S.P. OK's Zoning Measure
Southern Pines may have removed a huge roadblock that's been keeping one of the most desirable parcels in town from being developed.
During its monthly meeting Tuesday night, the Town Council made significant changes to the Morganton Road Overlay District. The changes are intended to make the area more desirable to developers and protect the town from unwanted growth at the same time.
Town Manager Reagan Parsons worked in conjunction with the property owners on how to revamp the overlay district so that it works for both sides.
"This dialogue represents a large element of trust between this board and the landowners," said Tom Van Camp, one of the landowners. "You let us work without hanging a moratorium on us to get to this conclusion. It's been a very good working relationship. There were a lot of compromises on both ends. The results are pretty fair, and it gives us some concrete guidelines to take to a developer."
Mayor Pro Tem Chris Smithson made the motion to adopt the changes to the district, and Councilman Fred Walden seconded. It passed unanimously.
"This has needed work for quite some time," Smithson said. "This is a good approach. The public and council are now involved with the process. I'm happy with the text amendments and happy with the new process."
The overlay district encompasses both the north and south sides of Morganton Road to the north of U.S. 1. Adopted in 1995, the intention was to protect the parcels of land between Morganton Road, U.S. 15-501 and the proposed Henley Street extension from haphazard development.
The measure has managed to keep anything from being developed there, though it is one of the most logical places in the county for a couple of large retailers to locate.
That's not to say there haven't been suitors. Over the years, several plans have been proposed, the most recent being submitted by Developers Diversified Realty, which the council seemed to like.
However, in each case, the developer asked for exemptions to some key features of the overlay district that the council wasn't willing to approve.
"They were always coming up just shy of one standard or another," Parsons said.
The council had a scare a few years ago when a land designer drew up a dummy plan that met every requirement of the overlay district and still included two million square feet of retail.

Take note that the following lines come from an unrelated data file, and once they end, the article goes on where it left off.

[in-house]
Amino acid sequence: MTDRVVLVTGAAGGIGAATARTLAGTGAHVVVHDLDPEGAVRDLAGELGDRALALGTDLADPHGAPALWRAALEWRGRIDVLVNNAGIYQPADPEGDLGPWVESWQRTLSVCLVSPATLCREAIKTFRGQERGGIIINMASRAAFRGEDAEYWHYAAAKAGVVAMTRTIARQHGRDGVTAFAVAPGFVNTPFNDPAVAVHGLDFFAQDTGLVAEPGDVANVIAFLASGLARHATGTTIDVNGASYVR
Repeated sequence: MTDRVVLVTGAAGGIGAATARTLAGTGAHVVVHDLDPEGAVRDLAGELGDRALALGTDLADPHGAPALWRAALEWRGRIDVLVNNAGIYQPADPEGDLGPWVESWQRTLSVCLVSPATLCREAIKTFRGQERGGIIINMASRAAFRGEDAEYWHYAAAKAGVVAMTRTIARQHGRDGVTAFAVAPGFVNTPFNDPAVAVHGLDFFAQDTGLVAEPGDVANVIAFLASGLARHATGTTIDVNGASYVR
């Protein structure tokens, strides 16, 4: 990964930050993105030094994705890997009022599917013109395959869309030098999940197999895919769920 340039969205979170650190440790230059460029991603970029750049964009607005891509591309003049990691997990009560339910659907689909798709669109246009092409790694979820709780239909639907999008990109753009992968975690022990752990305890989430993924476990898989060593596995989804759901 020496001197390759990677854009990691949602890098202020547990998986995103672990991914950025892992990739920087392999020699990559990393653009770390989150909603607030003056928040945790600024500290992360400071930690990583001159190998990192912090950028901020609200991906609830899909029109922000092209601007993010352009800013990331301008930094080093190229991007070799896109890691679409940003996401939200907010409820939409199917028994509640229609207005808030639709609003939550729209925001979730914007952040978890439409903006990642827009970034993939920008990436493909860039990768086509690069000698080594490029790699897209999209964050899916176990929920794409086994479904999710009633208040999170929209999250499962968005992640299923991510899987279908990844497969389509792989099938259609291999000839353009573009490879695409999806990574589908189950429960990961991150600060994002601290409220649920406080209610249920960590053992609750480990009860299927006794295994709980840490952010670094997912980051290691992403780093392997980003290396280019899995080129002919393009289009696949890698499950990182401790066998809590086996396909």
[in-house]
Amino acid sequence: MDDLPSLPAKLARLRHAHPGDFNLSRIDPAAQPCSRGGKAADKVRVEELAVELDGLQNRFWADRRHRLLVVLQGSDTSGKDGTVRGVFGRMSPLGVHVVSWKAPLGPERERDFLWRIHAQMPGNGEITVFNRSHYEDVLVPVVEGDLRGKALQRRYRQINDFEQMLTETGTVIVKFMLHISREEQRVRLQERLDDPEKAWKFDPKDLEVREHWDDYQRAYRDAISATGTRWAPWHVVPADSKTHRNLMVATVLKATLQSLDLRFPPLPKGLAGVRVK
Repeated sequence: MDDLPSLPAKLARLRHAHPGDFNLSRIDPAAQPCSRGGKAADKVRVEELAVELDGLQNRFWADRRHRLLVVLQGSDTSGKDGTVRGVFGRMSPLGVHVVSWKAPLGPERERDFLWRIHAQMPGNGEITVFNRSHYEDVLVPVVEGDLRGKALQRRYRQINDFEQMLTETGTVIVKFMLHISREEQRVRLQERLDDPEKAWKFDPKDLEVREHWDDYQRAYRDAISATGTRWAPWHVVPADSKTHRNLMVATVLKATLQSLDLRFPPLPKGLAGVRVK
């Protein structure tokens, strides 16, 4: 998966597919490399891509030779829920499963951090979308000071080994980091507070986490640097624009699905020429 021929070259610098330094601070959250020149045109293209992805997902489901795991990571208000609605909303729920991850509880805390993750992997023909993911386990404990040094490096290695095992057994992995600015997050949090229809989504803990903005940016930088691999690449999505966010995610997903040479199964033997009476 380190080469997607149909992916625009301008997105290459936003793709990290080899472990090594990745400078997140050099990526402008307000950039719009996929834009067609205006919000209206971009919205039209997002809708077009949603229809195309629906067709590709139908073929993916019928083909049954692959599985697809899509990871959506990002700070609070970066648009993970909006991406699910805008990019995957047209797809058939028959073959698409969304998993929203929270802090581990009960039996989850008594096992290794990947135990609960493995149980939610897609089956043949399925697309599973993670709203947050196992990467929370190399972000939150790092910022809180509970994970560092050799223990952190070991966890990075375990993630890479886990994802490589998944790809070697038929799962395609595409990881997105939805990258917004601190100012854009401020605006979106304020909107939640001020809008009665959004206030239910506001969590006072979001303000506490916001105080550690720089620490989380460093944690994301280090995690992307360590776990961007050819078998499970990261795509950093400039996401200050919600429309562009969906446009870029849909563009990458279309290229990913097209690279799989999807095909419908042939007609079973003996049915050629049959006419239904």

The council also worried that under the overlay district, any plan that met all the requirements would get staff approval. That means that a plan could come in with two million square feet of retail and the council would have no way to stop it.
Developers had problems with several requirements of the overlay district, such as one that stipulates that 75 percent of the parking be to the side or rear of the buildings. They also raised concerns about rules on such things as Dumpsters and loading zones, and the super-block requirement, which didn't seem to work with the topography of the area.
Parsons gave a presentation to the council on the changes to the district. He added a provision to allow for council review and public workshops in the approval process, increased the open space requirement to 20 percent, put a cap on the total square footage of retail at 750,000 and allowed more parking in front of stores but put incentives in to encourage developers to build parking decks.
"It's a different approach to hiding parking," Parsons said. "This should limit seas of asphalt."
Any potential developer would be required to hold eight hours of workshop with the public and then provide a report to the town on why it did or did not make proposed changes.
The council will have the authority to waive any guidelines.
"It gives you the opportunity to do that with a plan you really like," Parsons said. "It doesn't say you have to do it."
Some members of the audience criticized the council for taking this step on such a large and important piece of property before the long-range comprehensive plan is completed.
"It's not all that comprehensive if it doesn't include this large tract," Greg Zywocinski said.
Parsons said the council spoke at length on that exact topic during the moratorium debate and ultimately decided that since everyone agreed that this property would be right for a mixed-use development, there was no need to wait for the plan to be finished.
"The decision was made that this is not a site where the ultimate use would change on," Parsons said. "This is one of the best sites for these types of uses."
Smithson, who voted for the moratorium, argued Tuesday for keeping development business going during the planning process.
"We can't just call off all activities," he said. "We can't just come to a screeching halt. Business has to go on at a certain level. We have to keep the 'Open' sign lit."
Contact Matthew Moriarty at 693-2479 or by e-mail at email@example.com.
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